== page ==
Truth seekers. In a startup-like environment, it’s essential that people feel empowered to ask questions and challenge the status quo and our fundamental beliefs in strategic ways. It’s also important to keep an open mind and listen to others in what we like to call “healthy conflict.” We look for people who we think will make decisions quickly, learn from mistakes, and pivot as often as necessary. Ultimately, we’re seeking people who are genuine, sincere and thoughtful in how they communicate with their peers.
Entrepreneurial. Successful employees will do whatever it takes to get the job done and are also resilient and adapt well to new challenges. The entrepreneurial spirit is ultimately about being able to identify a need and fill it quickly. We try to determine if a candidate has the hunger and drive to act this way in their work. Are they willing to take risks? Do they take ownership and lead? Can they wear multiple hats simultaneously? With how quickly things evolve in a fast-paced environment like ours, the most successful employees are the ones who push themselves to continuously grow and try new things in line with our company purpose.
Eternal optimists: Having a positive outlook not only makes for a more pleasant work environment, but it also impacts an employee’s effectiveness. There’s a great TED Talk by psychological researcher Shawn Anchor that explores how positivity activates all learning centers in your brain, so you’re able to think more clearly and solve problems more creatively. We look for people who see the positive in every situation and view stress as a challenge instead of a threat.
As you can see, all three of these values are somewhat intertwined and related to continuous improvement, an open mindset, and lifelong learning. These are the things that have made us successful up to this point and what we believe will contribute to our future progress.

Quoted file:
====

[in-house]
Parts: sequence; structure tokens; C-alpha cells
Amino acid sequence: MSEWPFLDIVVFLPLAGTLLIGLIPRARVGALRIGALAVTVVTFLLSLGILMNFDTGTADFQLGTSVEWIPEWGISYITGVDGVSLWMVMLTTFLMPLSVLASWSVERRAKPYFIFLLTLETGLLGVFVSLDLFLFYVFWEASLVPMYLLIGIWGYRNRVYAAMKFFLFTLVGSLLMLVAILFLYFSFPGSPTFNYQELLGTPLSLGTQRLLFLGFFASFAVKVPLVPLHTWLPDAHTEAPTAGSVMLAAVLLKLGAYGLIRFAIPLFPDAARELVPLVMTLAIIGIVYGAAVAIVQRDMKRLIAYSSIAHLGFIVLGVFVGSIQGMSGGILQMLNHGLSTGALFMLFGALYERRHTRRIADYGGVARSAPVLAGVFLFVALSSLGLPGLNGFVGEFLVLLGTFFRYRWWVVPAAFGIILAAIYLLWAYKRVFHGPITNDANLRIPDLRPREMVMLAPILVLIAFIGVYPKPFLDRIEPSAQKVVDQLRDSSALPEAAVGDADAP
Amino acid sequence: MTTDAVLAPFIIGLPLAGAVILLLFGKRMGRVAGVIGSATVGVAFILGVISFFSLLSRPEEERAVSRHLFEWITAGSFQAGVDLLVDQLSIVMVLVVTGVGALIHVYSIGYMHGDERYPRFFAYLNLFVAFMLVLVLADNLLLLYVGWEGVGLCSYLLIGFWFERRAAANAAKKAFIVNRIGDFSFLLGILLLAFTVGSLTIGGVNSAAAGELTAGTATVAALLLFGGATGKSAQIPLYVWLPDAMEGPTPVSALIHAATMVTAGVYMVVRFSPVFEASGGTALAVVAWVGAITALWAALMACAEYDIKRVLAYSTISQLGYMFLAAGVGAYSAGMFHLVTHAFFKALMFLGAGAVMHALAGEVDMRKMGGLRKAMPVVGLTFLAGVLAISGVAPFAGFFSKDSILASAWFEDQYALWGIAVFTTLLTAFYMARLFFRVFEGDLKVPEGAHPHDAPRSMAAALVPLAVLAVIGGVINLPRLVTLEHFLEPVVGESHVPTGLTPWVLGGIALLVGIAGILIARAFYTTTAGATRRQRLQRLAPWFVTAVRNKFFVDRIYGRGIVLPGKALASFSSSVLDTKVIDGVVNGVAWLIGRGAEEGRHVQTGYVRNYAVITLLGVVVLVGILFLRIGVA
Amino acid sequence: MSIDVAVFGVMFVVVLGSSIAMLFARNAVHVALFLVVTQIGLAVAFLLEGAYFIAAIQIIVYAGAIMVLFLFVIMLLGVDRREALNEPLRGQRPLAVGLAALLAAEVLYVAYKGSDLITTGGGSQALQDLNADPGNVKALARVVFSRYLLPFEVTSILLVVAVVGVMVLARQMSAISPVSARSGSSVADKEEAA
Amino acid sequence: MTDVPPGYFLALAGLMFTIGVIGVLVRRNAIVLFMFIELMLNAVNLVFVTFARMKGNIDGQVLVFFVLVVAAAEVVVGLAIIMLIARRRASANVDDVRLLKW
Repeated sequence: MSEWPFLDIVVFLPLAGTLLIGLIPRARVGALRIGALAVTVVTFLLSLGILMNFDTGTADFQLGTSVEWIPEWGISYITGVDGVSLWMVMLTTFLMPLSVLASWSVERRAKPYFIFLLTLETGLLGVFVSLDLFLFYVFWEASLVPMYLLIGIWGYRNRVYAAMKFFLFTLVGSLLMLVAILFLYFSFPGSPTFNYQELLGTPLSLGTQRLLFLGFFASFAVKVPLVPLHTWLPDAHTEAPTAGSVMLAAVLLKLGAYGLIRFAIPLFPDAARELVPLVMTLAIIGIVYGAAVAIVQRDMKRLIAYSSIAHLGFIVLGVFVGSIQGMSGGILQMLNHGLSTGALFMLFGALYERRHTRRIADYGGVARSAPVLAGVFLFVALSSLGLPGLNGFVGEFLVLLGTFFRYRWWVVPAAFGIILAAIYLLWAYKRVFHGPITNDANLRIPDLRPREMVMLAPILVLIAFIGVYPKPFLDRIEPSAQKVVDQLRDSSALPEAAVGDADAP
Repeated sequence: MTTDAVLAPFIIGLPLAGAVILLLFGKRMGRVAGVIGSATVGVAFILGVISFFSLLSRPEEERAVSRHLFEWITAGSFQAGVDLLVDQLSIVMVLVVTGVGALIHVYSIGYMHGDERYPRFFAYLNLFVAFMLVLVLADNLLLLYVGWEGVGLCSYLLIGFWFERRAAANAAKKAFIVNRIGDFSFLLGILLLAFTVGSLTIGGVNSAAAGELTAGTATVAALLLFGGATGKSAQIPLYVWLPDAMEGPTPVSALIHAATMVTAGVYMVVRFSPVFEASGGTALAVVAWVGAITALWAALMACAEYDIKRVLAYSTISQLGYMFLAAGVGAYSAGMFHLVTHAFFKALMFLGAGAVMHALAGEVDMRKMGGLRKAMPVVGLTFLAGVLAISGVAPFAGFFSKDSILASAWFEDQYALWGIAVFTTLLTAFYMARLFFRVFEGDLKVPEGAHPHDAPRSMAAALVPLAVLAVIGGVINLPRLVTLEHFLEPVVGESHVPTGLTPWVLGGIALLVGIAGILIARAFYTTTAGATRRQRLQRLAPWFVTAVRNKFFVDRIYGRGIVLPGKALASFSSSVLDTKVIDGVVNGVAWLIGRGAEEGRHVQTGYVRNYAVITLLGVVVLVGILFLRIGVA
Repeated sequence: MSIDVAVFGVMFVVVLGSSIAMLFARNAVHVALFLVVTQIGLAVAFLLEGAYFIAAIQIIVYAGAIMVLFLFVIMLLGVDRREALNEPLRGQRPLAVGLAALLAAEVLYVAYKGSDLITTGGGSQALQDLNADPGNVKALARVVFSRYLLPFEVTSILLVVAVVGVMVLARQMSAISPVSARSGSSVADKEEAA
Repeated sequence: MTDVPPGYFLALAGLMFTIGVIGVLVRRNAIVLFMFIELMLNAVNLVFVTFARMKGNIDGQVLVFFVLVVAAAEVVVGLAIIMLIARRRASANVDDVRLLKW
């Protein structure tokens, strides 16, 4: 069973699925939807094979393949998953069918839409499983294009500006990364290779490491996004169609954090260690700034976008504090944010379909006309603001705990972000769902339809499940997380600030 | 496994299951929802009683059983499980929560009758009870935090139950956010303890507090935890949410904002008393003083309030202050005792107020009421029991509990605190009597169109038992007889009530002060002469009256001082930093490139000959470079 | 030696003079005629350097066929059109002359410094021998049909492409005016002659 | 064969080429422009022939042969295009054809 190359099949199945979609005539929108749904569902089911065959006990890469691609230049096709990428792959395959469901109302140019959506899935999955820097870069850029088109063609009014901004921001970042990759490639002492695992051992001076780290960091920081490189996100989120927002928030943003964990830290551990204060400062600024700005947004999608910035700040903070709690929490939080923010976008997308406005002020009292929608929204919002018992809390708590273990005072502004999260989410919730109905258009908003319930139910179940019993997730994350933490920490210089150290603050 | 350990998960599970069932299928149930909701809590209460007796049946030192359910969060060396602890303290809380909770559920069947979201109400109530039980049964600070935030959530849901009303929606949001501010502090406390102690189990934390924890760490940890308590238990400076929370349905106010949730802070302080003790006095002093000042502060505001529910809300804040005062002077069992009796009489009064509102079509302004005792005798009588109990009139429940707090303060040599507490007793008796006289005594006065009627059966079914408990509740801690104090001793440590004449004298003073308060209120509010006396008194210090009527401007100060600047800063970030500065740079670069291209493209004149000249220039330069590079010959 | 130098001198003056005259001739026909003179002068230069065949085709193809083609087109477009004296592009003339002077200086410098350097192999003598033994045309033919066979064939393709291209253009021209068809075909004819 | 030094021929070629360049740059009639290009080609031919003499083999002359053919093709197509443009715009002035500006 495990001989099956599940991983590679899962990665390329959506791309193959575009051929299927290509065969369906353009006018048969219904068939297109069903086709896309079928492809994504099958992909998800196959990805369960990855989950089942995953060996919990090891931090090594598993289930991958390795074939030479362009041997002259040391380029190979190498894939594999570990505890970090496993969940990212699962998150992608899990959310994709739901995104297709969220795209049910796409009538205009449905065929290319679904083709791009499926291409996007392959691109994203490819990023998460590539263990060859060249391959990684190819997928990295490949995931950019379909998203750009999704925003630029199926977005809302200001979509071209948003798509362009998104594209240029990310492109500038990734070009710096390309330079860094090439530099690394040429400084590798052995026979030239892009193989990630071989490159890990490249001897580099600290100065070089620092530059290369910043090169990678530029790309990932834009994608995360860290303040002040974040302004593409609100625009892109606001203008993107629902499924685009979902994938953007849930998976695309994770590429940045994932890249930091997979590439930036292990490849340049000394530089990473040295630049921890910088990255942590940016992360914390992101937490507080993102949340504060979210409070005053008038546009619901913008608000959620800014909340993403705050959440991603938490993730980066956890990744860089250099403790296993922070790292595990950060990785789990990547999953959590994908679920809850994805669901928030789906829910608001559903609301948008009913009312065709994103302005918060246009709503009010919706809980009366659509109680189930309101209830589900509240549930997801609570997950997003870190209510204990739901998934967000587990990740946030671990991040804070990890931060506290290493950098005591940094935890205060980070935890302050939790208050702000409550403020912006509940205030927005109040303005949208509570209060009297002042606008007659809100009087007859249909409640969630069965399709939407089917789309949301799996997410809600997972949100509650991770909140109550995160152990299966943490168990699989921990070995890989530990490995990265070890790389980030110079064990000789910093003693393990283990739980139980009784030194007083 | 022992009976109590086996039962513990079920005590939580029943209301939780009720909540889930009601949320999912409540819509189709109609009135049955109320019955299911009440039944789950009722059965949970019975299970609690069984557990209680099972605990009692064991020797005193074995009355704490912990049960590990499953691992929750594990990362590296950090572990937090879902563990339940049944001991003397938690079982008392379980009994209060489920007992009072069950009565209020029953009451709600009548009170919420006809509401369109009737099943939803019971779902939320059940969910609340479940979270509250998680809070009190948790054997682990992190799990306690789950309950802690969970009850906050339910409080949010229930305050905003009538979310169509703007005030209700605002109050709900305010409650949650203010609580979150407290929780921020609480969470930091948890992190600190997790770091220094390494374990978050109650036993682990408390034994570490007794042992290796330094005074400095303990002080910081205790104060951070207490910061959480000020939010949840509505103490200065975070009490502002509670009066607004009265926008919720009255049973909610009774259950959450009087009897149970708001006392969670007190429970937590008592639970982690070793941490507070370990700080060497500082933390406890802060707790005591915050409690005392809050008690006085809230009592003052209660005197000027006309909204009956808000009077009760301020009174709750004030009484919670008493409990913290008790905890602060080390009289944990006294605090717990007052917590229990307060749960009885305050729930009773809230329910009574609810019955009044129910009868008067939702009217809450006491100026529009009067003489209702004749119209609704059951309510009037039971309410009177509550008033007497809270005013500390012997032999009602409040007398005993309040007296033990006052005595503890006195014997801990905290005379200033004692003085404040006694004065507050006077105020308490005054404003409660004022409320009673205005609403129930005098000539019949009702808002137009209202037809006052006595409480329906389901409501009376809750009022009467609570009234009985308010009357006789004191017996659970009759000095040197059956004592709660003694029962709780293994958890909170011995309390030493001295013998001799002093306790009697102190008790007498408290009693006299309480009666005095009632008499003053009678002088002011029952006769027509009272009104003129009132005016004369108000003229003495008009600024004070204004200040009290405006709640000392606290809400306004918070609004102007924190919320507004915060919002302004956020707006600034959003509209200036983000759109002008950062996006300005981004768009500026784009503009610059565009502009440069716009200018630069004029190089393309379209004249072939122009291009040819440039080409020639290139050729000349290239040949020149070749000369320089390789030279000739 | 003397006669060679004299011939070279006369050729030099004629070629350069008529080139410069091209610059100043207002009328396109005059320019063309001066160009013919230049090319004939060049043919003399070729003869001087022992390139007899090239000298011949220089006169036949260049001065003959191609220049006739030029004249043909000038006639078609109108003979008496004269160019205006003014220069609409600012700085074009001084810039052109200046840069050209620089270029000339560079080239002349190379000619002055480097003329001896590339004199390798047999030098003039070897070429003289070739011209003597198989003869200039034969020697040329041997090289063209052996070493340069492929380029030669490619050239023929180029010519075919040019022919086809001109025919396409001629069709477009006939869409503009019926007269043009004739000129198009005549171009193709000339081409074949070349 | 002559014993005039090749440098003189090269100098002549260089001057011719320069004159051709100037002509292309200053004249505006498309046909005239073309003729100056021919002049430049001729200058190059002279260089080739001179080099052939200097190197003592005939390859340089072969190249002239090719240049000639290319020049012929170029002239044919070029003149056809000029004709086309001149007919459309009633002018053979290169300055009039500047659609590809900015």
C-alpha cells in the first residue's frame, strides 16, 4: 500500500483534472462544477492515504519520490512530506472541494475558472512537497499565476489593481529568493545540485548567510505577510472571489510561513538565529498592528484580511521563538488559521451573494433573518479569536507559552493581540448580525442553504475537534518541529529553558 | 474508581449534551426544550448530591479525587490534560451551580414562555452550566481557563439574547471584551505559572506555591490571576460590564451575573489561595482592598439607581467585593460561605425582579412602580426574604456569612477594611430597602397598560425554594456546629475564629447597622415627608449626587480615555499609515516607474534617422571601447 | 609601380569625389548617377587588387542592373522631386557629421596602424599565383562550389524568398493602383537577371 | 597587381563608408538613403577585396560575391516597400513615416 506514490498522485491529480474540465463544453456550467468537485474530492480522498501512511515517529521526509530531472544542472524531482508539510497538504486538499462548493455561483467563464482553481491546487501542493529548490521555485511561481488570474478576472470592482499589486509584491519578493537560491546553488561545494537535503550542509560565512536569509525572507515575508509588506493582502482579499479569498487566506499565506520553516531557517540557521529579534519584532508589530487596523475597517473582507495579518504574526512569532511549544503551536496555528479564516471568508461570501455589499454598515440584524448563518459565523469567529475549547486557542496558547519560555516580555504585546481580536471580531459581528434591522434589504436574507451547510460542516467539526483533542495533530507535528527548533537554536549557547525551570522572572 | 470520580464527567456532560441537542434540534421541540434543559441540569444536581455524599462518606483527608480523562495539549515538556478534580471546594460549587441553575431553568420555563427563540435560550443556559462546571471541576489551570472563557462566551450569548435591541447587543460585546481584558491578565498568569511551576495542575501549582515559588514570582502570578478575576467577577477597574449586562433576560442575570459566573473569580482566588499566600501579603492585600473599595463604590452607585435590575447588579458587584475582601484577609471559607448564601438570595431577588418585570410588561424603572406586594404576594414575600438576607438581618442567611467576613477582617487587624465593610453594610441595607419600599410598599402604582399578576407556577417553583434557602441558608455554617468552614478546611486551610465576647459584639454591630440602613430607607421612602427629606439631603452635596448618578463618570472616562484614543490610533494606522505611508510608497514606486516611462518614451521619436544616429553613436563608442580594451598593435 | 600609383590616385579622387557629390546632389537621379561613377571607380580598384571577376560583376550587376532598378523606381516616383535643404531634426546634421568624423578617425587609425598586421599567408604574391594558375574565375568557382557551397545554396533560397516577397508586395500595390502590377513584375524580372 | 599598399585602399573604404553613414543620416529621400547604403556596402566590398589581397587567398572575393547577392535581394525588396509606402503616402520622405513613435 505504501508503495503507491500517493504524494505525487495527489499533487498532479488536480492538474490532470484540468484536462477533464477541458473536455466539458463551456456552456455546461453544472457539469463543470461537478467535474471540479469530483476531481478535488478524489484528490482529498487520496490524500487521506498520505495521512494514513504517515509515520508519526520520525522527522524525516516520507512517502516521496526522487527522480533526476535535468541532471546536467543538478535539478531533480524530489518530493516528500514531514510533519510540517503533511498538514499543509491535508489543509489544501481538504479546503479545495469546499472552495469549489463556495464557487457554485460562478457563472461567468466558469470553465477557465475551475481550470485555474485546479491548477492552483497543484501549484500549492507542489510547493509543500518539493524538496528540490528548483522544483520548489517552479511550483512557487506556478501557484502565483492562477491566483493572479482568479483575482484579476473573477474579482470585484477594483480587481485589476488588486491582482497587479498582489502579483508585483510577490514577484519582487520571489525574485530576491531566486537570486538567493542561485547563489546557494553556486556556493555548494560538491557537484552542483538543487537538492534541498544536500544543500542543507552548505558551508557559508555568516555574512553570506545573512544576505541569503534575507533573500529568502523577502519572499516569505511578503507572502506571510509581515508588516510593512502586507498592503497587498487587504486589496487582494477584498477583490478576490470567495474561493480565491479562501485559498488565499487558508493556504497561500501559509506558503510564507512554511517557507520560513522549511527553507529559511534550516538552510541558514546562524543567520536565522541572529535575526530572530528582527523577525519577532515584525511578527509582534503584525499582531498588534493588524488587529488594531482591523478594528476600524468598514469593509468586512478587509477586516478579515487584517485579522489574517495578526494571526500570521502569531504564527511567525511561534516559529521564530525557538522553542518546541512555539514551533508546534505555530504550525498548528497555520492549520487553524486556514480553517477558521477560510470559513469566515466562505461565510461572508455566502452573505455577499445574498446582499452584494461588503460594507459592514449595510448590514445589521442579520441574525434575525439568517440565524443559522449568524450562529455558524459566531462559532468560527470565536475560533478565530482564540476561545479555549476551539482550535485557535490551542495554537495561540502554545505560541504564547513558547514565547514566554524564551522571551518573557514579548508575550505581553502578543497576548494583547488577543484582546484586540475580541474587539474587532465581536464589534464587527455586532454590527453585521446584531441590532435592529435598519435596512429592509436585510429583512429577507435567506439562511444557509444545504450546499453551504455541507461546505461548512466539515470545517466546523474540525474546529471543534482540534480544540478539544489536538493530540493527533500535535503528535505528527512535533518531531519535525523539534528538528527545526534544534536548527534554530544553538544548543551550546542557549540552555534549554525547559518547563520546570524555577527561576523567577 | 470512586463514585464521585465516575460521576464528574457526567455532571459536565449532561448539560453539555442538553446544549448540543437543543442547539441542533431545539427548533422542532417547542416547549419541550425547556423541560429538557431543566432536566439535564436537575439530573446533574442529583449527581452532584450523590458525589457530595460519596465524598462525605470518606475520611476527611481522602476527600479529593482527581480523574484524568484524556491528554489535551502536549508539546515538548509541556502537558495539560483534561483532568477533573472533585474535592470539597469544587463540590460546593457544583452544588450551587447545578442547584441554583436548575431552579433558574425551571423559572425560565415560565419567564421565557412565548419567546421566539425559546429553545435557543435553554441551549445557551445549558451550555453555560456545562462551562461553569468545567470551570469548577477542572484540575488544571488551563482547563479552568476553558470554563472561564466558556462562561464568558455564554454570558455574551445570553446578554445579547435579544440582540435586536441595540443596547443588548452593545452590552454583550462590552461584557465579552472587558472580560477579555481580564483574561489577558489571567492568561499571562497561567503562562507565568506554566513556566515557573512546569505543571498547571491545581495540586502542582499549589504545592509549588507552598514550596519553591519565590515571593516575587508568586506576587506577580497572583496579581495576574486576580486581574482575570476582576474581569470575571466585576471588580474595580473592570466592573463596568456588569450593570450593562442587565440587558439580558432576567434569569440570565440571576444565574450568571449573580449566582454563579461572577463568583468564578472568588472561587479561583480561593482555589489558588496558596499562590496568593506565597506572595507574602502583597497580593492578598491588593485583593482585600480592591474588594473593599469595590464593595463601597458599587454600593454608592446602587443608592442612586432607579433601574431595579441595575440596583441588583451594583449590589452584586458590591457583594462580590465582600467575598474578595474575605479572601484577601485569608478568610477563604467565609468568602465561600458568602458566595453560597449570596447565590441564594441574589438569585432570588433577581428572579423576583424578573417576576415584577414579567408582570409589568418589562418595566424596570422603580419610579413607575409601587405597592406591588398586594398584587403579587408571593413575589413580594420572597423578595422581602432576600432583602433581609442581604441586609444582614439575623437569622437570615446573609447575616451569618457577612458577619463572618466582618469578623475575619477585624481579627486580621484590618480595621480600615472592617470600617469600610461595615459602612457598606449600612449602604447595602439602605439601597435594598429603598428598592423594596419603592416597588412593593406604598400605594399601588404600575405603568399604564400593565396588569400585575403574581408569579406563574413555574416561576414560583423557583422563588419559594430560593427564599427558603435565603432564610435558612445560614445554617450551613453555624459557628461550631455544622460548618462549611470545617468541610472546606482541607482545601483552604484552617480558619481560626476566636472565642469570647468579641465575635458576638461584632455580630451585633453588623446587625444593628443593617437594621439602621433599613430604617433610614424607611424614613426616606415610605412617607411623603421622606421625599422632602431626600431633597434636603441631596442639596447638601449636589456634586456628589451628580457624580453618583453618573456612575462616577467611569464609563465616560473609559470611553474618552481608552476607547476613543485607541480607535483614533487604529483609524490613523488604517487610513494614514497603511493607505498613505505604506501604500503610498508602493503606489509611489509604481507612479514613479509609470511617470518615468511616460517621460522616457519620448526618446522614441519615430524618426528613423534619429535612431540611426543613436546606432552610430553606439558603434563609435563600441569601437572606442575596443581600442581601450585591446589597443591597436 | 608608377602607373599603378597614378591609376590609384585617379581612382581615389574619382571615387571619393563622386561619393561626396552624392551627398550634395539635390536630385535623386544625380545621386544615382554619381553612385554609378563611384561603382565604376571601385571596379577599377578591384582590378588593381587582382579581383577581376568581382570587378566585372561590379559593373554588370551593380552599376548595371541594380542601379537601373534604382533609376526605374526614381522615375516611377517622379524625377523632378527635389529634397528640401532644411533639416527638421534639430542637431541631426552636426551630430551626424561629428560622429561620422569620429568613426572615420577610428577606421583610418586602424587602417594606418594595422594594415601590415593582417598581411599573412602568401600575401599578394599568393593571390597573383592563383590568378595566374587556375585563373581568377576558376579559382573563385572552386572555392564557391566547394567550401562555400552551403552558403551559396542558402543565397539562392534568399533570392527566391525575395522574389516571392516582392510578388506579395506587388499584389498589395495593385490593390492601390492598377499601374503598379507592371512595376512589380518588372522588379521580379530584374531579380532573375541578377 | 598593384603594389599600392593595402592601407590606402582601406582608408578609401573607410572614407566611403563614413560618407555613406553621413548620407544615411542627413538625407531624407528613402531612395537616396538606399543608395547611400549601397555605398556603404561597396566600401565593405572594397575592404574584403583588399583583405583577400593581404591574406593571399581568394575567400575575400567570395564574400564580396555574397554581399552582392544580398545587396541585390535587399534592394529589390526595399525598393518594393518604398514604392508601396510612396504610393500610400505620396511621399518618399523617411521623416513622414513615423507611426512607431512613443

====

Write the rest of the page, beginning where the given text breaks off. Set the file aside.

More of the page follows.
As we build out our team with people who epitomize these values, the rest of the culture that we’re striving to create falls into place organically. We also do what we can to provide our employees with as healthy of a work environment as possible, so they don’t have to worry about benefits for their family, get plenty of time off in order to reboot and relax, have resources available to extend their education, and can take advantage of social activities to connect with their fellow coworkers. Ultimately, we do our best to optimize for happiness.
Whether you’re looking to make a job change or wondering how to evaluate culture fit for prospective employees at your place of work, the starting point is the same: the company’s core values. If it’s not a fit from both sides, it’s time to move on.
If our values resonate with you, we’re glad you now know where to look.
About the Author
Aaron Skonnard is the President/CEO of Pluralsight. He works every day to deliver more value to Pluralsight's growing number of subscribers by publishing relevant, high-quality courses each and every week along with new product features to improve the modern online learning experience.